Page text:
Exporters need to price their goods in local currencies and speak their languages

The latest 3-month trade figures indicate once again the habitual British practice of pricing their goods in sterling rather than the currency of the country they are trying to sell to.

Thus the 2016 export figures for food and drink at £20 billion which Mrs Leadsom, the environment minister, revealed on 21st February, are larger than those of 2015, but actually the same as those in 2011-2013. If the exporters had priced in Euros, or dollars for goods they sold to the EU and USA, the last quarter of 2016, should have shown a 7-15% jump in value depending on product group (at constant volume) not the miserable 3-4% actually recorded. Actually the profit from the devalued pound sterling has gone mostly to agents in the customer countries which some UK exporters habitually use.

There is a general point here. The use of agents in overseas markets means that marketing of British goods is largely in the hands of locals who have no particular interest in promoting British goods, which is why you rarely see any adverts for British goods in foreign media – TV and newspapers – while our media is stuffed with ads for foreign goods.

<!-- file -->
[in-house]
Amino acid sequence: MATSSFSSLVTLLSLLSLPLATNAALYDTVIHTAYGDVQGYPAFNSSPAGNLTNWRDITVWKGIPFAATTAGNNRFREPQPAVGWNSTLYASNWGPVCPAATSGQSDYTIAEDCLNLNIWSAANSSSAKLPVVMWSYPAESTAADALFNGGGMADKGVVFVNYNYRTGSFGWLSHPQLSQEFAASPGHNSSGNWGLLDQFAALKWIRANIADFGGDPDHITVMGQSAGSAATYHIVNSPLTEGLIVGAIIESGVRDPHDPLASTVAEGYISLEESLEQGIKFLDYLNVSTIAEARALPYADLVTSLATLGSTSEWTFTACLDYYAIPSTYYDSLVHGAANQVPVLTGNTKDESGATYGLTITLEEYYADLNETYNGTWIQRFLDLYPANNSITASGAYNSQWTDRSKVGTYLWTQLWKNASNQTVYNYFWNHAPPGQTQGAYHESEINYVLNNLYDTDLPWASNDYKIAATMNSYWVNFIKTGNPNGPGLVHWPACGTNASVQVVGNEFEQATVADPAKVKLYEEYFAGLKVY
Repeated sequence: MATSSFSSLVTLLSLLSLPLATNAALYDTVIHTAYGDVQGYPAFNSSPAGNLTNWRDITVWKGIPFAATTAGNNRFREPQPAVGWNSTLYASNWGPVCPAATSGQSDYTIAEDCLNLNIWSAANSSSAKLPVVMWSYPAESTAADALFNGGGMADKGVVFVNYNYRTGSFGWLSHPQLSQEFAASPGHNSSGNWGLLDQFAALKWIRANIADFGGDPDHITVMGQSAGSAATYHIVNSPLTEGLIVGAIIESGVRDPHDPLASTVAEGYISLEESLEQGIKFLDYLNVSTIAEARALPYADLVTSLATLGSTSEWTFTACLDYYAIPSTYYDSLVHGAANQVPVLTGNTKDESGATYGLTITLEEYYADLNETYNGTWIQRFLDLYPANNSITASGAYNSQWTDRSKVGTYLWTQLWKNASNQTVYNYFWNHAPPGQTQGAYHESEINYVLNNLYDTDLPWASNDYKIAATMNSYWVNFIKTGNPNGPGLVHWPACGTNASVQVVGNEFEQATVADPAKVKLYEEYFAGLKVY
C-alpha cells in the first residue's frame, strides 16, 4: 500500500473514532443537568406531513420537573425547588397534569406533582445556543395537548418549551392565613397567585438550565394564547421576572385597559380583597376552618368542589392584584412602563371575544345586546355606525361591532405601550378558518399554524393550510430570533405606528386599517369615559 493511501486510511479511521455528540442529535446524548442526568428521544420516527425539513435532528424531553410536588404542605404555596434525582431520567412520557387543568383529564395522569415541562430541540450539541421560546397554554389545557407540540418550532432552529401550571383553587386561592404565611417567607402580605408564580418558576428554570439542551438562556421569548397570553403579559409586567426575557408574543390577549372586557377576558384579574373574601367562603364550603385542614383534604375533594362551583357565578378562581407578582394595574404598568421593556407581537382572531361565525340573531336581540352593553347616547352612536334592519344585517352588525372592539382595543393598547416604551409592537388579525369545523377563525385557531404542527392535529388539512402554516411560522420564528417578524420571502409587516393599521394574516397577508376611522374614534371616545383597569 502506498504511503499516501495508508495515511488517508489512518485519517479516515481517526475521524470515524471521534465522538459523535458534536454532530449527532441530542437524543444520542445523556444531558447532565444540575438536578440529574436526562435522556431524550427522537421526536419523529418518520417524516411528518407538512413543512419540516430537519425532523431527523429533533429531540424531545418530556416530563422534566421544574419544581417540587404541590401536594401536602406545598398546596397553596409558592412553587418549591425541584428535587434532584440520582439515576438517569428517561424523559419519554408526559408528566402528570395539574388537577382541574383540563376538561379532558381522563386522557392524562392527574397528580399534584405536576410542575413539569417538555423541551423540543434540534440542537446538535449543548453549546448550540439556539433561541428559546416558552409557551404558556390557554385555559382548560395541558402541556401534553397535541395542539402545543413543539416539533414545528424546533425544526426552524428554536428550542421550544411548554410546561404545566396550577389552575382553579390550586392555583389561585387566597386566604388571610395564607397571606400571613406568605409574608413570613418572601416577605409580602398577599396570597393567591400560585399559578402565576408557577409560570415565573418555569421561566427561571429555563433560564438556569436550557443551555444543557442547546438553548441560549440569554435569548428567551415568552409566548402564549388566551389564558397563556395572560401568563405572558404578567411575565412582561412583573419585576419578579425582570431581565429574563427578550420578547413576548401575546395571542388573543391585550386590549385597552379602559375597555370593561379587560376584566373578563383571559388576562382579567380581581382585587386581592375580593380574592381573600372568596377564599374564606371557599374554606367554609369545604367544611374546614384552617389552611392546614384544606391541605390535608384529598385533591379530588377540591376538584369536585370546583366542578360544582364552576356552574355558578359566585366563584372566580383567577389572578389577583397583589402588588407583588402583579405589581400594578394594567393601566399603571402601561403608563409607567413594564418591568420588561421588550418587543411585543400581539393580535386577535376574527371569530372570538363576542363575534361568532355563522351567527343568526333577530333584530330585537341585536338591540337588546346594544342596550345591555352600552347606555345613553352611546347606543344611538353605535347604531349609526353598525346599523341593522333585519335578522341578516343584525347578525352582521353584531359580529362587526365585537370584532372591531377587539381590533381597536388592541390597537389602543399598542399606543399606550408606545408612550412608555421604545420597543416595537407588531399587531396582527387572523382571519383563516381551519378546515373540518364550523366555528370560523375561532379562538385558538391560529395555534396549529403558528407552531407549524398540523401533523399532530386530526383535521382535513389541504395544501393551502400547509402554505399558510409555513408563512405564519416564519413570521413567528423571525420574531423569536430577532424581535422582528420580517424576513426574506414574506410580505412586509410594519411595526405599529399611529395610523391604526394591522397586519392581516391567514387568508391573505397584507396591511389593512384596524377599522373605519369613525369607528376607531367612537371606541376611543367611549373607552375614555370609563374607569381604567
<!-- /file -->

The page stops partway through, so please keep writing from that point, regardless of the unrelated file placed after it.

The new, welcome, push by the Department of Overseas Trade (DOT), to get British exports flowing, needs to engage directly with this problem.

One key issue is the extremely poor language capability of British companies, especially SMEs (Small and Medium-sized Enterprises with fewer than 500 staff). Courses in commercial German, Spanish, Italian, Portuguese, French need to be paid for by the DOT along with grants to get overseas selling agencies established in perhaps 20 key countries. As a German business colleague once said to this writer: “I sell in English, but I buy in German”.

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